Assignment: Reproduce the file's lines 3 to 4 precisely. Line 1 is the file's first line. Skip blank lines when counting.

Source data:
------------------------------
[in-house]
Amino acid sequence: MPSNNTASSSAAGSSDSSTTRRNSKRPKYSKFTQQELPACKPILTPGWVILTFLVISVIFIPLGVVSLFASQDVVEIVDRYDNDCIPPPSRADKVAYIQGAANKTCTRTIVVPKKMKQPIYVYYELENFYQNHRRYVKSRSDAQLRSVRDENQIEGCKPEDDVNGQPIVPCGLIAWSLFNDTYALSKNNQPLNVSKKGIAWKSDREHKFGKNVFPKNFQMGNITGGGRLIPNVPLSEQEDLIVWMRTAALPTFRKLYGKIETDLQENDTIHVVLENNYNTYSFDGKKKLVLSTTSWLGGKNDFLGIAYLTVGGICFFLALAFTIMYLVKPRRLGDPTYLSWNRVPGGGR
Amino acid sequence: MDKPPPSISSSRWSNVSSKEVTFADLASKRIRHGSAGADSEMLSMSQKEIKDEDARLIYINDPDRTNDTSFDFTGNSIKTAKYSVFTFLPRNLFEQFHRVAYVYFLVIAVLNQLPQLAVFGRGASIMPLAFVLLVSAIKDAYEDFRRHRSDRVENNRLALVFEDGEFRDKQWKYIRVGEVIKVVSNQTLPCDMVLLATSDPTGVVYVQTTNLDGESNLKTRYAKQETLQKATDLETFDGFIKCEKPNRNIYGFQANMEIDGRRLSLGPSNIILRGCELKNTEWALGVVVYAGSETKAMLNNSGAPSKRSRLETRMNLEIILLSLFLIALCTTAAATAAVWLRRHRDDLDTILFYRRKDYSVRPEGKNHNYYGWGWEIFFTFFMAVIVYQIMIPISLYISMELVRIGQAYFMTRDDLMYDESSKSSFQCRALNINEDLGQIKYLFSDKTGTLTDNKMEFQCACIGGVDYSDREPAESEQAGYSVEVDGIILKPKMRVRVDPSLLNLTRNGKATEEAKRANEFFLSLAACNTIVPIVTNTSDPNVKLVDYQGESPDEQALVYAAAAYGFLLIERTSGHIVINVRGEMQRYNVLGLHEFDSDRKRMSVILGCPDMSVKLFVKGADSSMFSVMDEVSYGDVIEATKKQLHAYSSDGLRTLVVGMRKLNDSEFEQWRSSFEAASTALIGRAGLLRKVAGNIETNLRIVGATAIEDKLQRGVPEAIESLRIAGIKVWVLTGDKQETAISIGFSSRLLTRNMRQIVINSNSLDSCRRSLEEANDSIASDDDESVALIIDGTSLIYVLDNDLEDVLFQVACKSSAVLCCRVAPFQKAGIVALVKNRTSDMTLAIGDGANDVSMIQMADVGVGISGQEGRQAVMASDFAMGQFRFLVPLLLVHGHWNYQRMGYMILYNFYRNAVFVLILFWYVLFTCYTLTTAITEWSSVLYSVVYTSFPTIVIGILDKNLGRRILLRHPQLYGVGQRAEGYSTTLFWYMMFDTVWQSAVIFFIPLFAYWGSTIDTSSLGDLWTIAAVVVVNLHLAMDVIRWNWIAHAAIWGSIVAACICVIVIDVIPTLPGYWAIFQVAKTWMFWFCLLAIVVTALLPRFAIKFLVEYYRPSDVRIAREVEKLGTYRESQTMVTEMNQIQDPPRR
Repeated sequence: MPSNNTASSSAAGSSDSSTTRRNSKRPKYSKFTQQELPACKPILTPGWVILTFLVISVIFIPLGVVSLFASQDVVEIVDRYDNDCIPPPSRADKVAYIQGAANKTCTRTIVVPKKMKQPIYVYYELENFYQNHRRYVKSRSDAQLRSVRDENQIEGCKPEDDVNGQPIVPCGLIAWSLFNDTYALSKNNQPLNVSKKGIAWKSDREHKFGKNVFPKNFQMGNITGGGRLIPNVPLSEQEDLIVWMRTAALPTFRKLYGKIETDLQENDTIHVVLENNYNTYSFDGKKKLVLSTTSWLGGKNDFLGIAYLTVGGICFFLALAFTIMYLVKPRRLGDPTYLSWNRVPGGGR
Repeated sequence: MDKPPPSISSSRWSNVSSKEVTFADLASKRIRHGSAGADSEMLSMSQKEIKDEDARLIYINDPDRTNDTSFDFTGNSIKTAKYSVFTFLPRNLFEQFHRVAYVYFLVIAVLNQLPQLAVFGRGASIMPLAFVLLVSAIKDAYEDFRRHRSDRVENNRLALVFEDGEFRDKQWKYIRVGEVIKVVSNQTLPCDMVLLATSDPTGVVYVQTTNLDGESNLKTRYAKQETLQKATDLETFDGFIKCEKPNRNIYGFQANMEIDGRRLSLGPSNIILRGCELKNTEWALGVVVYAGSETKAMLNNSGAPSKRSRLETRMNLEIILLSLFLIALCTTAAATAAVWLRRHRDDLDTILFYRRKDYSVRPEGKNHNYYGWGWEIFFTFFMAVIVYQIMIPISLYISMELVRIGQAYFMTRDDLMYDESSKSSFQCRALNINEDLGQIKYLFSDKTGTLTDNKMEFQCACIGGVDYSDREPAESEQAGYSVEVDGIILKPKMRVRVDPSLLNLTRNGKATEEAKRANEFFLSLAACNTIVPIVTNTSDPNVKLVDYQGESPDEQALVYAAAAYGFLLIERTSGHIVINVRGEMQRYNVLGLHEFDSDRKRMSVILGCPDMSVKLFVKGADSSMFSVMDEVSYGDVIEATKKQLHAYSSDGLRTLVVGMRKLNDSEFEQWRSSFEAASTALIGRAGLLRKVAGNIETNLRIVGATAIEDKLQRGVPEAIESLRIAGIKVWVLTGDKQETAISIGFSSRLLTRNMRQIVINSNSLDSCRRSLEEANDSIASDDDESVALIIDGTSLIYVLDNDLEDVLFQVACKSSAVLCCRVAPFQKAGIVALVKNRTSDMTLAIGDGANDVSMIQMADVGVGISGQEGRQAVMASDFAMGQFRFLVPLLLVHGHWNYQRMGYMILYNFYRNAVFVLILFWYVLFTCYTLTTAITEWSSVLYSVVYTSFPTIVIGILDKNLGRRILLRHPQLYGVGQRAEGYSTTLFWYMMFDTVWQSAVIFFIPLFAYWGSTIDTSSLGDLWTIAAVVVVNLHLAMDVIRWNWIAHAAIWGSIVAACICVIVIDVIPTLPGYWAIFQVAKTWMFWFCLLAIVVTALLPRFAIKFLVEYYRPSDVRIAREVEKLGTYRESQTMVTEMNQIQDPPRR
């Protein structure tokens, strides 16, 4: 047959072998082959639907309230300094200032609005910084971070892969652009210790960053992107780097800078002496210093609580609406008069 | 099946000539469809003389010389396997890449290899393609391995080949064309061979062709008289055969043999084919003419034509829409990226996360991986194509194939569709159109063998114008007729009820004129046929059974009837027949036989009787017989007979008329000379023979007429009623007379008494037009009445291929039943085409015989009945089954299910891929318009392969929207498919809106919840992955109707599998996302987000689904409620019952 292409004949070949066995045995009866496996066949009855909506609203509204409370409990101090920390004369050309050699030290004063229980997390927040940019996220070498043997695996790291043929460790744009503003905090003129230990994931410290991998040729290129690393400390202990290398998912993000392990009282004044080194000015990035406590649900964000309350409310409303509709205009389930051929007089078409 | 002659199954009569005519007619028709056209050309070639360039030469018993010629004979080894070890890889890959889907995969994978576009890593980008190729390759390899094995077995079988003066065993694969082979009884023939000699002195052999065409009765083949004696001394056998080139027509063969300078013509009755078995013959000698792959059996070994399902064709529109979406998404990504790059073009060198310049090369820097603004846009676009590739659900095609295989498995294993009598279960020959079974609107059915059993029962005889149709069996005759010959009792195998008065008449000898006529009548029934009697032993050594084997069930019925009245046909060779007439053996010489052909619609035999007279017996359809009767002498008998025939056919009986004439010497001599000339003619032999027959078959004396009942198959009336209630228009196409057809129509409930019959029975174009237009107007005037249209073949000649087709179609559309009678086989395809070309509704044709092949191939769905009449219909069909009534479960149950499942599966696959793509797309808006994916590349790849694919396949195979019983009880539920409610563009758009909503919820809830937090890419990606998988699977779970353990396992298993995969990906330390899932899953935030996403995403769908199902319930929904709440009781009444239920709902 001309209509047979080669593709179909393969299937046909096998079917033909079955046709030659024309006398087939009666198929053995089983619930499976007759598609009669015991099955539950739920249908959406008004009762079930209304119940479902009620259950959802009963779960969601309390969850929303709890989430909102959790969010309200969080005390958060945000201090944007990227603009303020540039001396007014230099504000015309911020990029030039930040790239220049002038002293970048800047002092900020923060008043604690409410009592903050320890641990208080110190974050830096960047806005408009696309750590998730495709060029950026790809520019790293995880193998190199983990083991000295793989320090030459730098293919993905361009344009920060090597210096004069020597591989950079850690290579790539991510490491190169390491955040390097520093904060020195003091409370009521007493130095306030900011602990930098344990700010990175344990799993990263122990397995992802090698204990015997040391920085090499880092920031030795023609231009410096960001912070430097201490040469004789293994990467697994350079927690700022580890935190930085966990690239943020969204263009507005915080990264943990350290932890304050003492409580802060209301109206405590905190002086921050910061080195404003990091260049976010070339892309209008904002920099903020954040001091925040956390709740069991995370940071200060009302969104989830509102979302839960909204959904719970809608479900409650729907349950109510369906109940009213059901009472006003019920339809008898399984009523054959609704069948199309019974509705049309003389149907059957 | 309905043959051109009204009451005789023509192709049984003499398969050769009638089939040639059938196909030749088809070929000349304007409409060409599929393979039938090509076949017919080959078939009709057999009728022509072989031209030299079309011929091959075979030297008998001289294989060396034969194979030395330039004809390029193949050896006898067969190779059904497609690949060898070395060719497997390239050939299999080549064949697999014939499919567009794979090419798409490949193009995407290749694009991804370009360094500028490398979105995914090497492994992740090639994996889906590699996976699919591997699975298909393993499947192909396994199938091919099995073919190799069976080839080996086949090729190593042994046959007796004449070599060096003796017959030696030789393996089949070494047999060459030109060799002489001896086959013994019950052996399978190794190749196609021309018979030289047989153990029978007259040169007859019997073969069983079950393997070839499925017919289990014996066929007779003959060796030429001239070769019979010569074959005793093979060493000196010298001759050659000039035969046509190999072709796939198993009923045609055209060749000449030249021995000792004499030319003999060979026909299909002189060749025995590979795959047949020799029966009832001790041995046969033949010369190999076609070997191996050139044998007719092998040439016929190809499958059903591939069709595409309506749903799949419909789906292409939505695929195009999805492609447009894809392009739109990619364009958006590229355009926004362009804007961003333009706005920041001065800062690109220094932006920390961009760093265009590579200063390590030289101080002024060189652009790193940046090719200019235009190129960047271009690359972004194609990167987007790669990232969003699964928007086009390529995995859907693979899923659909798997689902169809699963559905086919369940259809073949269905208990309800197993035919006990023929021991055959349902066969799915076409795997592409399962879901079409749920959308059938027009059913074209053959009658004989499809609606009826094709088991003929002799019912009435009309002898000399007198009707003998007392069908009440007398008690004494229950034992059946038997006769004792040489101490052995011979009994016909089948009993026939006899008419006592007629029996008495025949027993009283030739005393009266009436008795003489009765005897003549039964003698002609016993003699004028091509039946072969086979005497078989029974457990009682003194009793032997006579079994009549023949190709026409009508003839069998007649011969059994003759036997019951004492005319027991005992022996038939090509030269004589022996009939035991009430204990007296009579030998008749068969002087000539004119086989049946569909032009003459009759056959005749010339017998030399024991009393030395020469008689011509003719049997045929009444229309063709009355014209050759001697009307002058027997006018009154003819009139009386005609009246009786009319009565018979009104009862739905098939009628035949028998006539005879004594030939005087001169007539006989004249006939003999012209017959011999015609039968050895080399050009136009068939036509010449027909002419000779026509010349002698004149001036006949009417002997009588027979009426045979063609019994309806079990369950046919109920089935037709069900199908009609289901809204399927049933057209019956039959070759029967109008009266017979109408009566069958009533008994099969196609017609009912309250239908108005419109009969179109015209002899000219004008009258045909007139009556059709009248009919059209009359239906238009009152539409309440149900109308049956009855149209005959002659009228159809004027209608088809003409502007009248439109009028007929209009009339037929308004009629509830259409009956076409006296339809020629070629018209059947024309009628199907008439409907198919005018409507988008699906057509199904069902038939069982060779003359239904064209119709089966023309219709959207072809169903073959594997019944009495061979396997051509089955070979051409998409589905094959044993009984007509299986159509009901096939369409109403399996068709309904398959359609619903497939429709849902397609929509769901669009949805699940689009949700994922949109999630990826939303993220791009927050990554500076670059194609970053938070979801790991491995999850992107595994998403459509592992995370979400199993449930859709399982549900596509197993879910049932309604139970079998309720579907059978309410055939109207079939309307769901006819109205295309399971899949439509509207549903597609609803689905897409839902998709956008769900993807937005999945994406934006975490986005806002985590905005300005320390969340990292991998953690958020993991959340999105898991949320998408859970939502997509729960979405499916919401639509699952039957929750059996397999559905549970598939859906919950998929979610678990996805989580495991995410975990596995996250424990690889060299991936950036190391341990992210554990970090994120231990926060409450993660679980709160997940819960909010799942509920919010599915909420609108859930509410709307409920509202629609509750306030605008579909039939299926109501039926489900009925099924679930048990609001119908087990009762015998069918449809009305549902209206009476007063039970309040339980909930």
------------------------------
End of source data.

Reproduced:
Amino acid sequence: MDKPPPSISSSRWSNVSSKEVTFADLASKRIRHGSAGADSEMLSMSQKEIKDEDARLIYINDPDRTNDTSFDFTGNSIKTAKYSVFTFLPRNLFEQFHRVAYVYFLVIAVLNQLPQLAVFGRGASIMPLAFVLLVSAIKDAYEDFRRHRSDRVENNRLALVFEDGEFRDKQWKYIRVGEVIKVVSNQTLPCDMVLLATSDPTGVVYVQTTNLDGESNLKTRYAKQETLQKATDLETFDGFIKCEKPNRNIYGFQANMEIDGRRLSLGPSNIILRGCELKNTEWALGVVVYAGSETKAMLNNSGAPSKRSRLETRMNLEIILLSLFLIALCTTAAATAAVWLRRHRDDLDTILFYRRKDYSVRPEGKNHNYYGWGWEIFFTFFMAVIVYQIMIPISLYISMELVRIGQAYFMTRDDLMYDESSKSSFQCRALNINEDLGQIKYLFSDKTGTLTDNKMEFQCACIGGVDYSDREPAESEQAGYSVEVDGIILKPKMRVRVDPSLLNLTRNGKATEEAKRANEFFLSLAACNTIVPIVTNTSDPNVKLVDYQGESPDEQALVYAAAAYGFLLIERTSGHIVINVRGEMQRYNVLGLHEFDSDRKRMSVILGCPDMSVKLFVKGADSSMFSVMDEVSYGDVIEATKKQLHAYSSDGLRTLVVGMRKLNDSEFEQWRSSFEAASTALIGRAGLLRKVAGNIETNLRIVGATAIEDKLQRGVPEAIESLRIAGIKVWVLTGDKQETAISIGFSSRLLTRNMRQIVINSNSLDSCRRSLEEANDSIASDDDESVALIIDGTSLIYVLDNDLEDVLFQVACKSSAVLCCRVAPFQKAGIVALVKNRTSDMTLAIGDGANDVSMIQMADVGVGISGQEGRQAVMASDFAMGQFRFLVPLLLVHGHWNYQRMGYMILYNFYRNAVFVLILFWYVLFTCYTLTTAITEWSSVLYSVVYTSFPTIVIGILDKNLGRRILLRHPQLYGVGQRAEGYSTTLFWYMMFDTVWQSAVIFFIPLFAYWGSTIDTSSLGDLWTIAAVVVVNLHLAMDVIRWNWIAHAAIWGSIVAACICVIVIDVIPTLPGYWAIFQVAKTWMFWFCLLAIVVTALLPRFAIKFLVEYYRPSDVRIAREVEKLGTYRESQTMVTEMNQIQDPPRR
Repeated sequence: MPSNNTASSSAAGSSDSSTTRRNSKRPKYSKFTQQELPACKPILTPGWVILTFLVISVIFIPLGVVSLFASQDVVEIVDRYDNDCIPPPSRADKVAYIQGAANKTCTRTIVVPKKMKQPIYVYYELENFYQNHRRYVKSRSDAQLRSVRDENQIEGCKPEDDVNGQPIVPCGLIAWSLFNDTYALSKNNQPLNVSKKGIAWKSDREHKFGKNVFPKNFQMGNITGGGRLIPNVPLSEQEDLIVWMRTAALPTFRKLYGKIETDLQENDTIHVVLENNYNTYSFDGKKKLVLSTTSWLGGKNDFLGIAYLTVGGICFFLALAFTIMYLVKPRRLGDPTYLSWNRVPGGGR